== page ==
//at lest one offer must match customer request

    //one way trip

    exist offer in providedOffers? | isOneWay&&

    offer.departureCity! =departureCity? && offer. destinationCity!=destinationCity? &&offer. departureDate! = departureDate?

    //at lest one offer must match customer request

    //two ways trip

    exist offer in providedOffers? | isOneWay&&

    offer.departureCity! = departureCity? && offer.destinationCity! =destinationCity? && offer.departureDate! = departureDate? offer.returnDate! = returnDate?


    letsetoffOffers = new Set <Offers>

    // return offer for customer requested one way

    if(isOnWay) then

    for each offer in providedOffers |

    offer. departureCity! = departureCity? && offer.destinationCity! = destinationCity? && offer.departureDate! = departureDate? providedOffers.add (offer)


    // return offer for customer requested two ways

    offer.departureCity! = departureCity? && offer.destinationCity! = destinationCity? && offer.departureDate! = departureDate? offer.returnDate! = returnDate? providedOffers.add (offer)

    Secondary Input Acquisition:requestOfferFrombroker in:

    departureCity?: String destinationCity?: String departureDate?: String returnDate?: String isOneWay?: Boolean


    SetOfOffersFromBroker Collaborate(s):setOfbroker service: getOffers() description:

    Obtain offers from broker for a customer requested trip.

    To describe the process, the trip information inputs are received and checked by system. Then, an internal operation will be invoked to specify the secondary input. The result will be validated and finally add the matched offer to the set of offers. The customer will then receive that offer.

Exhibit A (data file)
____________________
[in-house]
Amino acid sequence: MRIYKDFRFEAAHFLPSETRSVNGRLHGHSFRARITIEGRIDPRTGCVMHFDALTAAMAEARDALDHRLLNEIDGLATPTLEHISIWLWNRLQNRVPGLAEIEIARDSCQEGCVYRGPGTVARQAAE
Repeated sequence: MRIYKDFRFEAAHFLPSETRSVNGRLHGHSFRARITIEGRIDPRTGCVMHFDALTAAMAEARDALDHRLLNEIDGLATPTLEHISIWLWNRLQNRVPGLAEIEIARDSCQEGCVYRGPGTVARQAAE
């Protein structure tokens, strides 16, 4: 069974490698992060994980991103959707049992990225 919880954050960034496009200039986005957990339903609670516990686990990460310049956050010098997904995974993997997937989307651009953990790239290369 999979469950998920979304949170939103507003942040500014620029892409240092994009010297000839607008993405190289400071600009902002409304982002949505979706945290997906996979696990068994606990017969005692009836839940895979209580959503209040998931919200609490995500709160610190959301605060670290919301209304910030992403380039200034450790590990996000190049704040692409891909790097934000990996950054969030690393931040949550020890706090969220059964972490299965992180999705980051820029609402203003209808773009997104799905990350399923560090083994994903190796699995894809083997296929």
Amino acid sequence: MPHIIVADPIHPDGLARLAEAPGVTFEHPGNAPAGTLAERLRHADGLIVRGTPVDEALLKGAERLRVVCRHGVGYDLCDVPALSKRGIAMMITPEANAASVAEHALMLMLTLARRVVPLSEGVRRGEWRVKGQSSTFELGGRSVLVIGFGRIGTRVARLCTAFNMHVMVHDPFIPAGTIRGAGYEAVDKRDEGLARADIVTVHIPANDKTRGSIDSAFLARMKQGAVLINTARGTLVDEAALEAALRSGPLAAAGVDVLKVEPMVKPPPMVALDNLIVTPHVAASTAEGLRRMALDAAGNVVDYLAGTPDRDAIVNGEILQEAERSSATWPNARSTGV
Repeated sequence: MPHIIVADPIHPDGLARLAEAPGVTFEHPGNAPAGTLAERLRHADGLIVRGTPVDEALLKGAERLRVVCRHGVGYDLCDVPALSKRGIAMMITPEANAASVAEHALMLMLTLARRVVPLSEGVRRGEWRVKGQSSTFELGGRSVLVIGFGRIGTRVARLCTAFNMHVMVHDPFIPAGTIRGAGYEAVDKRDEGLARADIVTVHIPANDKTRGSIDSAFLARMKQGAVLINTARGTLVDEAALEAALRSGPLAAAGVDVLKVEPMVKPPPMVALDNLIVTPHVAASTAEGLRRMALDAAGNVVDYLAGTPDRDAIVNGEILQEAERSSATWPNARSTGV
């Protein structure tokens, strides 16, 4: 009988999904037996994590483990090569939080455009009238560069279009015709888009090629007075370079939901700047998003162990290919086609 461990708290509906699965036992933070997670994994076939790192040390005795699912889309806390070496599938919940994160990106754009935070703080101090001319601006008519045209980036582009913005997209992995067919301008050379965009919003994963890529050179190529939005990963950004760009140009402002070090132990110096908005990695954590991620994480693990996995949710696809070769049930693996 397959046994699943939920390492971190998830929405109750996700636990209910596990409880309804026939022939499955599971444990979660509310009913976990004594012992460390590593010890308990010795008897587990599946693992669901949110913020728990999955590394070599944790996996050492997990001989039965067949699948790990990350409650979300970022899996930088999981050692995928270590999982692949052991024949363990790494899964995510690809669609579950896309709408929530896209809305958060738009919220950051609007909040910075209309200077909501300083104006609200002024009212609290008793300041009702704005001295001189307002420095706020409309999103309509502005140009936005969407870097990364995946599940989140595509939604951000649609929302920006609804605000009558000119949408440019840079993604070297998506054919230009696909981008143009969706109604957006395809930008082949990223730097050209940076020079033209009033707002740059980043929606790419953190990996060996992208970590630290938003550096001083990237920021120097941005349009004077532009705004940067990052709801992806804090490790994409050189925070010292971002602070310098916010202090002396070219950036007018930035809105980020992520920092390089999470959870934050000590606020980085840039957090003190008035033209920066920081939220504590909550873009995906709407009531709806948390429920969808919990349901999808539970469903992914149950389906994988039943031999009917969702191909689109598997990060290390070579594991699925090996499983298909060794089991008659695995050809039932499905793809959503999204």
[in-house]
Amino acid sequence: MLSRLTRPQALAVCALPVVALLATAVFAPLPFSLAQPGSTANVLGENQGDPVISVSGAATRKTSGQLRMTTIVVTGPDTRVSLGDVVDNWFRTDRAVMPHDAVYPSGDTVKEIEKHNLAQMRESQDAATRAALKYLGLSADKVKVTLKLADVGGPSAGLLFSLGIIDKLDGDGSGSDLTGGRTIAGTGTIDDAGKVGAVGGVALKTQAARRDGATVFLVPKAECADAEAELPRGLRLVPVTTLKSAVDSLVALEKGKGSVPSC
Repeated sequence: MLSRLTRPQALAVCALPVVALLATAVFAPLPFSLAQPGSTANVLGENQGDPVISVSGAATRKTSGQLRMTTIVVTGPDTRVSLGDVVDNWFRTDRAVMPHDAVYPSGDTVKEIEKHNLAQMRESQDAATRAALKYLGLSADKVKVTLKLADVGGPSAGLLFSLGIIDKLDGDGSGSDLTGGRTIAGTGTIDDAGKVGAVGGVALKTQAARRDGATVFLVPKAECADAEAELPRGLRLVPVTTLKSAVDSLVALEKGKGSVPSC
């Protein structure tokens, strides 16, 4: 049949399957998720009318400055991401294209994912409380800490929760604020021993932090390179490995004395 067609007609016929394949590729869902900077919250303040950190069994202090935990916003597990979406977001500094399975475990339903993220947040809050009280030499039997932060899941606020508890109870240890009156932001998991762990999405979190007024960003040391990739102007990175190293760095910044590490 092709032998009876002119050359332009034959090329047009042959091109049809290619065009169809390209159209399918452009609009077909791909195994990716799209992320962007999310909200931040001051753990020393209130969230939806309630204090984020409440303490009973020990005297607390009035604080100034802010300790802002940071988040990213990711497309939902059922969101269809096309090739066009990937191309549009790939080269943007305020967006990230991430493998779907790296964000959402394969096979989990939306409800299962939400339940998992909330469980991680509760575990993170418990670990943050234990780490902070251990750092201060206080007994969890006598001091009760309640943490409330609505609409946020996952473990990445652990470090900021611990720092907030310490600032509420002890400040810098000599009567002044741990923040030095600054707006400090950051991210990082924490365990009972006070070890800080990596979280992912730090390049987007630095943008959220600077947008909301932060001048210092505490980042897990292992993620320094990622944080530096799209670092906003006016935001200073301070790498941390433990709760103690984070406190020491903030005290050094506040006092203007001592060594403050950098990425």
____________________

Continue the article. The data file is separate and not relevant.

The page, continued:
By above specification, reject all offers atomic use case can be specified in much detail in [11]

  4. Concept of Three-Party Interaction Blocks

    Introducing a three-party interaction building block technique (which may involves three different actors such as user, system and external party) will assist in building a third atomic use case specification. Place Booking atomic use case involves different complicated interactions with an external entity such as bank and a broker agent.

    The Place Booking Atomic Use Case process will be as follows:

    1. System requires further validation of the customers credit card through the bank.

    2. Based on the bank confirmation, if positive response was sent to the system, then the system will interact with the corresponding broker agent to book the trip.

    3. Finally, the system will interact with the specified corresponding broker agent in order to reject offers that were not selected.

Obviously, a Place Booking Atomic Use Case can be split into three different internal operations, which are:

  1. Confirm credit card, which interacts with external bank services.

  2. Confirm booking, which interacts with broker agent.

  3. Reject unselected offers, which interact with corresponding broker agents.

As we consider the above operations as part of the system, certain interactions between confirm credit card, confirm booking and reject unselected offers operations could be an important aspect of

thePlace Booking Atomic Use Case. Thus, sometime we have to validate the result sent from operations to other or carry out certain tasks to ensure that the results are verified. Namely, offers should be filtered before sending them to broker agents or corresponding brokers. Each offer must be identified in order to reject unselected offers.

Obviously, the problem of specifying the interactions of sub-processes (confirm credit card, confirm booking, etc.) will be solved by applying the concept of three party interaction building blocks (interaction block for short) because using only secondary input will not overcome this dilemma. For clarification, the interaction block concept means that the Place Booking Atomic Use Case will be broken down into three interactions block that involve: